Canadian policymakers should learn from Australia’s health-care system
Faced with record high wait times, a majority of Canadians support partnerships between the government and private sector to deliver publicly-funded health care. And yet, advocates for the status quo—including the Trudeau government and several high-profile politicians—continue to criticize such arrangements. Public/private partnerships are the norm in many successful universal health-care systems worldwide.
Why look abroad for lessons? Put simply, when compared to other industrialized countries with universal health care, Canada underperforms, meaning there are opportunities for reform from simply observing how other countries provide universal health care.
In 2020, for instance, Canada’s health-care system was one of the most expensive in the world (when measured as a share of the economy) but achieved poor-to-moderate results on access to doctors and medical technologies such as MRIs, and ranked last when it came to of the share of the population receiving timely medical care.
One high-performing country that has many lessons for Canada is Australia. Of all the industrialized countries in the world, Australia is perhaps the most similar to Canada with respect to its culture, economy and even geography.
Although Australians generally spend less on health care (as a share of the economy), they outperform Canada on a number of key metrics. After adjusting for age (which is important when comparing countries because differences in ages can drive differences in overall health spending), Australia’s health-care system outperformed Canada’s on 33 (of 36) performance measures including the availability of physicians, nurses, hospital beds, CT scanners and MRI machines. Australia also outperformed Canada on the timeliness of non-emergency care and access to specialists.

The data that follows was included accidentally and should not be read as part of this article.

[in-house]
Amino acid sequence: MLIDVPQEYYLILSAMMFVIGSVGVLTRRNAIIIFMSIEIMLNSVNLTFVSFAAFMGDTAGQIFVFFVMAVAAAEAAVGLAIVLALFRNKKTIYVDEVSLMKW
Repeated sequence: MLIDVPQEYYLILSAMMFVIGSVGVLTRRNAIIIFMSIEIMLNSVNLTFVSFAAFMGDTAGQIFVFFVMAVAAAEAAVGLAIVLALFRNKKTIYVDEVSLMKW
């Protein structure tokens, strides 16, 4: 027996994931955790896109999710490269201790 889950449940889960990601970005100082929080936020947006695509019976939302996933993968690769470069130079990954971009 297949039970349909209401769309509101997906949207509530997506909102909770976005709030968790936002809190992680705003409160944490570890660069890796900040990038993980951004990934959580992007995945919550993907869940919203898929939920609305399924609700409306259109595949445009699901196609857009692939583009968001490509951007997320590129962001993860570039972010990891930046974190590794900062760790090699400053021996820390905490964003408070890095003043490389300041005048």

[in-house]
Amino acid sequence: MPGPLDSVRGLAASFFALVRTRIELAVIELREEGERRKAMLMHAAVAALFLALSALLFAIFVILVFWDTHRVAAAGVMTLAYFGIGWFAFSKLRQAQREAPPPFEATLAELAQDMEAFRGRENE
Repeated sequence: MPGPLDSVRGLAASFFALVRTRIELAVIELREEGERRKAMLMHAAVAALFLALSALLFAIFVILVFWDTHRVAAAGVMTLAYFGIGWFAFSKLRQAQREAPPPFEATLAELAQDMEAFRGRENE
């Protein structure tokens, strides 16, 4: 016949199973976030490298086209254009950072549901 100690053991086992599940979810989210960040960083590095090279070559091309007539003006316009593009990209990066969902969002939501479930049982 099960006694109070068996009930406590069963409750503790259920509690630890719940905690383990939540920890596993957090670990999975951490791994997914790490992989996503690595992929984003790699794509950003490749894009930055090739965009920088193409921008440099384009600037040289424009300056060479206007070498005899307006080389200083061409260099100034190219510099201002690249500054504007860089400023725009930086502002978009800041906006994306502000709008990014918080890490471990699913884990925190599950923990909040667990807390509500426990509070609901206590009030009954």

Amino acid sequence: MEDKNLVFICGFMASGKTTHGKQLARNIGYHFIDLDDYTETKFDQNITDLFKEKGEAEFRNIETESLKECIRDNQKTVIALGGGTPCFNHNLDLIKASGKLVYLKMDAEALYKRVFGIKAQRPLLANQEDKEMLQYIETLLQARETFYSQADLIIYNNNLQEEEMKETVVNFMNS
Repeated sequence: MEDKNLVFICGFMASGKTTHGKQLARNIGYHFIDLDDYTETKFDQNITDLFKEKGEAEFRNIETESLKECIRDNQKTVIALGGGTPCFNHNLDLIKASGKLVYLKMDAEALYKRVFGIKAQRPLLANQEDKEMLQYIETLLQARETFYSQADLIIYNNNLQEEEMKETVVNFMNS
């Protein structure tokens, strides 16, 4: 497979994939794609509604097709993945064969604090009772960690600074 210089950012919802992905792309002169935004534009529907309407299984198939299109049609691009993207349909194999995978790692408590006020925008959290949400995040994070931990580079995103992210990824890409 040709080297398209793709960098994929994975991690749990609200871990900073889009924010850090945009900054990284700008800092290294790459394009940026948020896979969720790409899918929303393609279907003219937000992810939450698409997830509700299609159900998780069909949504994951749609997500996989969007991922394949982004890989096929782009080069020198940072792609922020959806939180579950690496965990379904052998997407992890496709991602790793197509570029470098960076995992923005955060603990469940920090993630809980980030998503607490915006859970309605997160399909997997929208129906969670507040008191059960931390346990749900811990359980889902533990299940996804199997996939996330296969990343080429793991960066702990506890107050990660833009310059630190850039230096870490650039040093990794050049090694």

In light of wait times in Canada, it’s worth reviewing some of the recent results for Australia. Data for 2020 (the most recent available) indicates that 66 per cent of patients in Australia were able to make a same-day appointment when they were sick compared to 41 per cent in Canada, indicating issues with access to family physicians here at home. Fifty-four (54) per cent of patients in Australia reported waiting less than four weeks for an appointment with a specialist compared to 38 per cent in Canada. And 72 per cent of patients in Australia reported waiting less than four months for non-emergency surgery compared to 62 per cent in Canada.
In other words, Australia outperforms Canada both in terms of access to health-care services and timely delivery of care. And yet, many Canadians continue to resist meaningful reform. But what does Australia do differently?
Unlike in Canada, Australia’s private sector plays a major role in the delivery of hospital care in their publicly-funded universal health-care system. Of Australia’s 1,355 hospitals in 2016 (the latest year of available data) almost half (48.5 per cent) were private. More importantly, in 2021/22 (the latest year of available data), 41 per cent of all care provided in a hospital took place in a private facility. And 70.3 per cent of non-emergency care that involved surgery occurred in a private hospital. Clearly, private hospitals play a large and important role in delivering non-emergency care in Australia.
The Canadian public has expressed a clear appetite for change that breaks with the status quo of simply increasing spending and avoiding fundamental reform. If policymakers in Canada want to emulate other high-performing universal health-care systems, they should look to countries such as Australia where patients benefit from more timely access to high-quality care and private hospitals play an important role in delivering publicly-funded care.
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